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The ‘Day Zero’ Cape Town drought and the poleward migration of moisture corridors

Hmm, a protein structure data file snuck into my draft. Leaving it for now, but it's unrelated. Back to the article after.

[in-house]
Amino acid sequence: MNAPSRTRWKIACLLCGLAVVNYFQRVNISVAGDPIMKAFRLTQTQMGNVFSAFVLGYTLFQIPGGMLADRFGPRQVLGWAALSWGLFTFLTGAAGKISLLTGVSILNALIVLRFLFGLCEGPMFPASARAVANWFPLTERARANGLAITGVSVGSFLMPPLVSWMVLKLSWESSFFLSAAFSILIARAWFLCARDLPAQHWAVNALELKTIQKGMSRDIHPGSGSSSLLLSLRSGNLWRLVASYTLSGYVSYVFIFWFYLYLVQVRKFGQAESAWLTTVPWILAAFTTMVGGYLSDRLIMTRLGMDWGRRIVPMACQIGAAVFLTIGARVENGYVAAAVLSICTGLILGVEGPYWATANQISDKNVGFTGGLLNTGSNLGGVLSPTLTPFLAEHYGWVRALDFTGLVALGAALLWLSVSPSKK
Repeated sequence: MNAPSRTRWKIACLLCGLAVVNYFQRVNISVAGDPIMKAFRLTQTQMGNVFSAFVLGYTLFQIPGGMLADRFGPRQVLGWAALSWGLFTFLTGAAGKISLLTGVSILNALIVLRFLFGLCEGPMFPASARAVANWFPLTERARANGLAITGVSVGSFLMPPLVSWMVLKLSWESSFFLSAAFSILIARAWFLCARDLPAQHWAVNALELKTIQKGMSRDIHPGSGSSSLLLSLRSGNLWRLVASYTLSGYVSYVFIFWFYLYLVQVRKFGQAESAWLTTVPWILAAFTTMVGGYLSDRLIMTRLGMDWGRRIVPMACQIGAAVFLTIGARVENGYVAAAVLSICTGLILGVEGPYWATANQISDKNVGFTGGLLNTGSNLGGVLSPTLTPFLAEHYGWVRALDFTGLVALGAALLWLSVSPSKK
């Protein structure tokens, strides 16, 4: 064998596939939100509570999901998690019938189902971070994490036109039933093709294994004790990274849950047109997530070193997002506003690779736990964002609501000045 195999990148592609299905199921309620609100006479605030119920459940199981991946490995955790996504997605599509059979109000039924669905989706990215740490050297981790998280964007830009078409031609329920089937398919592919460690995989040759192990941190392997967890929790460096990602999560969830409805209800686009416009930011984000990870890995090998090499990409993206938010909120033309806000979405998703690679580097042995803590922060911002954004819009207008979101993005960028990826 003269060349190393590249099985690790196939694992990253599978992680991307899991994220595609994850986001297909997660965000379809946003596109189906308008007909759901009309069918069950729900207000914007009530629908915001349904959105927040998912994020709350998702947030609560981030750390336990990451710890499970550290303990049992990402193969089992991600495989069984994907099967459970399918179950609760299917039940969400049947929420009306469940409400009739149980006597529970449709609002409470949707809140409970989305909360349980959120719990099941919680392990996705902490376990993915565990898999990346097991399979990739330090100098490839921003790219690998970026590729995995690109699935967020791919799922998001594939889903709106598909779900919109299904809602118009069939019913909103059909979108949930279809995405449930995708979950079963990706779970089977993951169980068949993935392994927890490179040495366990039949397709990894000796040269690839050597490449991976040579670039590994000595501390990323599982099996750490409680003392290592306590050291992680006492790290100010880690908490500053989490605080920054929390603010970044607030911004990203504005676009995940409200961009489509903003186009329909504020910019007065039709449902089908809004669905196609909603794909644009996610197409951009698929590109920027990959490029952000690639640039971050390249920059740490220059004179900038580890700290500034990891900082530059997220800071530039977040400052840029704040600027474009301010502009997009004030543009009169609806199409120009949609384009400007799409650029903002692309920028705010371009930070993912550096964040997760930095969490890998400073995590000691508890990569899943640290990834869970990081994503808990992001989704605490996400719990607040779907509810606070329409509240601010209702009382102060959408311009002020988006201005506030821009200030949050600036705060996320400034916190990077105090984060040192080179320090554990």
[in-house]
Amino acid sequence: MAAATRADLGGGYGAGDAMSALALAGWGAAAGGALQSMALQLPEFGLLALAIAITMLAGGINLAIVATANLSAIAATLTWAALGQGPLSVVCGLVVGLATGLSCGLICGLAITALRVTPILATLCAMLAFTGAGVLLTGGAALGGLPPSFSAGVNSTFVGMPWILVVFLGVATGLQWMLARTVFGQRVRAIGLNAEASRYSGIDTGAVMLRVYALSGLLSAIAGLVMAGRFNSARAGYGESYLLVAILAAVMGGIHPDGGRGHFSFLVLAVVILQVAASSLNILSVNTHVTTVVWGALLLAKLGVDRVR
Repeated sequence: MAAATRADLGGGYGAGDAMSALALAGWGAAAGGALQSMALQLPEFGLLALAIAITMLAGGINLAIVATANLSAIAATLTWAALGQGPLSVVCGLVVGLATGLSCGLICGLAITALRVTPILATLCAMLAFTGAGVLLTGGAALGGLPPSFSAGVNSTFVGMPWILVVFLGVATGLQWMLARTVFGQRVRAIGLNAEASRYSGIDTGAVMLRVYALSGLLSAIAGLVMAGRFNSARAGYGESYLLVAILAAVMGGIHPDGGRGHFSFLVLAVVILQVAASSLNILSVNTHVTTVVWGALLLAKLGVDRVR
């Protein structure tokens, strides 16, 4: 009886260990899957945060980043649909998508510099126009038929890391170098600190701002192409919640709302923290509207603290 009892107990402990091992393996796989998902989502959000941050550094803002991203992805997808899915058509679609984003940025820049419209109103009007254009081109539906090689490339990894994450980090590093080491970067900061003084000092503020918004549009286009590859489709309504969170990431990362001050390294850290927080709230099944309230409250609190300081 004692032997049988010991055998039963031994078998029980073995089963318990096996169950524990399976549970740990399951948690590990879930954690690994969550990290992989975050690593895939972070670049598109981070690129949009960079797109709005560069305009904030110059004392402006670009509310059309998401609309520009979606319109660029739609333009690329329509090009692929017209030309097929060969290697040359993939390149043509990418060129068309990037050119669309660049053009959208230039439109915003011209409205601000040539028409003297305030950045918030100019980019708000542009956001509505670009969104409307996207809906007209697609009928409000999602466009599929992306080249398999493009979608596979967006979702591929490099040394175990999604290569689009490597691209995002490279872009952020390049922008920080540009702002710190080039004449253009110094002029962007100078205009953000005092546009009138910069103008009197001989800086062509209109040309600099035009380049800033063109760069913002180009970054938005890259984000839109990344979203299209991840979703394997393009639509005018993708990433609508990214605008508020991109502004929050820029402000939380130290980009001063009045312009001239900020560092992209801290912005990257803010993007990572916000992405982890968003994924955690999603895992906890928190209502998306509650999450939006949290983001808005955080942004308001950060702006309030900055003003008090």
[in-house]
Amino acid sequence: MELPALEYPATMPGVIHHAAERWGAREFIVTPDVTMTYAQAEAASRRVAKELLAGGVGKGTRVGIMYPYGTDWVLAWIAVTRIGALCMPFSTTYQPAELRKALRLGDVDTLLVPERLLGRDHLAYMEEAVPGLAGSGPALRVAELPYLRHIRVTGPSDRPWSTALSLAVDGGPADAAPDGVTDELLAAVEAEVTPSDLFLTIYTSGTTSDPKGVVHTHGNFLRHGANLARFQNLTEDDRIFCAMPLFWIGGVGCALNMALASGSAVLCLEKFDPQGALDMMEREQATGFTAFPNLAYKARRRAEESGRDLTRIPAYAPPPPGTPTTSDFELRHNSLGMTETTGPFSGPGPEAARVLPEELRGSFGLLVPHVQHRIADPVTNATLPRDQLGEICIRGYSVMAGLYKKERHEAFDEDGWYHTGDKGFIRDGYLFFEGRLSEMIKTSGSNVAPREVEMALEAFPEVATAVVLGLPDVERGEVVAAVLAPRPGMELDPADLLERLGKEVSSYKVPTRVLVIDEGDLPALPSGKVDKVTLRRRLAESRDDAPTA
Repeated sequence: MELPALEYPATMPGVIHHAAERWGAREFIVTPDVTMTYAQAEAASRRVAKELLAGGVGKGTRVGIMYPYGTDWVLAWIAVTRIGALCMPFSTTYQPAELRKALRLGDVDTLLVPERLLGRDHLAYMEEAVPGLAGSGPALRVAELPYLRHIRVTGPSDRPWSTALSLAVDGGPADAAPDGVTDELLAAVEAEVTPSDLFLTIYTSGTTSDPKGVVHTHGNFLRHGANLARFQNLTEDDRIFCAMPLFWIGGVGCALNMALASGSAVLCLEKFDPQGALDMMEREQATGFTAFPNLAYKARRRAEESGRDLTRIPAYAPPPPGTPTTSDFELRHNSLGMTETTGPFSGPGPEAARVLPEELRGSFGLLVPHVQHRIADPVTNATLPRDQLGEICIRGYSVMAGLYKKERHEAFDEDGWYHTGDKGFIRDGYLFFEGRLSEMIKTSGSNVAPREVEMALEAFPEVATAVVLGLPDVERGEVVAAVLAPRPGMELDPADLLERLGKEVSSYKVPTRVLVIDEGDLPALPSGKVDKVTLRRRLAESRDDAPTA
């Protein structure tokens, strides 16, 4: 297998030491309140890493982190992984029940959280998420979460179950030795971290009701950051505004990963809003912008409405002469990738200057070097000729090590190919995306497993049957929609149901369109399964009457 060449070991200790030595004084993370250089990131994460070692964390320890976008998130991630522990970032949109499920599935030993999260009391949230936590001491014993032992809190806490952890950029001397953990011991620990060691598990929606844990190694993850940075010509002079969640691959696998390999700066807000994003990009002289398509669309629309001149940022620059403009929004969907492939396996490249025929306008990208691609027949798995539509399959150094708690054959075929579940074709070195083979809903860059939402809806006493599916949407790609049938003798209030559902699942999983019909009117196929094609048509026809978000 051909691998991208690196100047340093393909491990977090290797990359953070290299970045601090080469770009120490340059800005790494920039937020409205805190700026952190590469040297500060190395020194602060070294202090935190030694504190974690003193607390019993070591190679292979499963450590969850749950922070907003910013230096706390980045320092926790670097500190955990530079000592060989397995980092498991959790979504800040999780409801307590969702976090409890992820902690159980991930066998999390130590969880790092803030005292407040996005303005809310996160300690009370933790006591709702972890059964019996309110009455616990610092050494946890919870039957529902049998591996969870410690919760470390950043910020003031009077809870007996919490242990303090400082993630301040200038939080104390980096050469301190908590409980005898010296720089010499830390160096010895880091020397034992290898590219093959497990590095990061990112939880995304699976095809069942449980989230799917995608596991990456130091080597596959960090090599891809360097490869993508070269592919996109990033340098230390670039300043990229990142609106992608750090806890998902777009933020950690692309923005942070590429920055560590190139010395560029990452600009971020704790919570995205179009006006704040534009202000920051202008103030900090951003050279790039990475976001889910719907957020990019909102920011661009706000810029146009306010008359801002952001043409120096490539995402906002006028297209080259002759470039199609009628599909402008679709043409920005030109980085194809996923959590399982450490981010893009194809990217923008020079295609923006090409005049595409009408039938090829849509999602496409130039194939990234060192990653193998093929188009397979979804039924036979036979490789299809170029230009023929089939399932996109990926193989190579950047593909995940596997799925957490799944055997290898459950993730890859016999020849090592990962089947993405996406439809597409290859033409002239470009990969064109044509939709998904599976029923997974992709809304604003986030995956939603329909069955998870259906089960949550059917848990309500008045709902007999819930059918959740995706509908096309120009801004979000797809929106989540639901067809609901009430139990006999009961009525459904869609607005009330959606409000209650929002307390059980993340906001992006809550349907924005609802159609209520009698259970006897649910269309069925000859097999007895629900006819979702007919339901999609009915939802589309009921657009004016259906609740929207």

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Since 2015 the greater Cape Town area (∼3.7 million people) has been experiencing the worst drought of the last century. The combined effect of this prolonged dry period with an ever-growing demand for water culminated in the widely publicized ‘Day Zero’ water crisis. Here we show how: (i) consecutive significant decreases in rainfall during the last three winters led to the current water crisis; (ii) the 2015–2017 record breaking drought was driven by a poleward shift of the Southern Hemisphere moisture corridor; (iii) a displacement of the jet-stream and South Atlantic storm-track has imposed significantly drier conditions to this region. Decreasing local rainfall trends are consistent with an expansion of the semi-permanent South Atlantic high pressure, and reflected in the prevalence of the positive phase of the Southern Annular Mode. Large-scale forcing mechanisms reveal the intensification and migration of subtropical anticyclones towards the mid-latitudes, highlighting the link between these circulation responses and the record warm years during 2015–2017 at the global scale.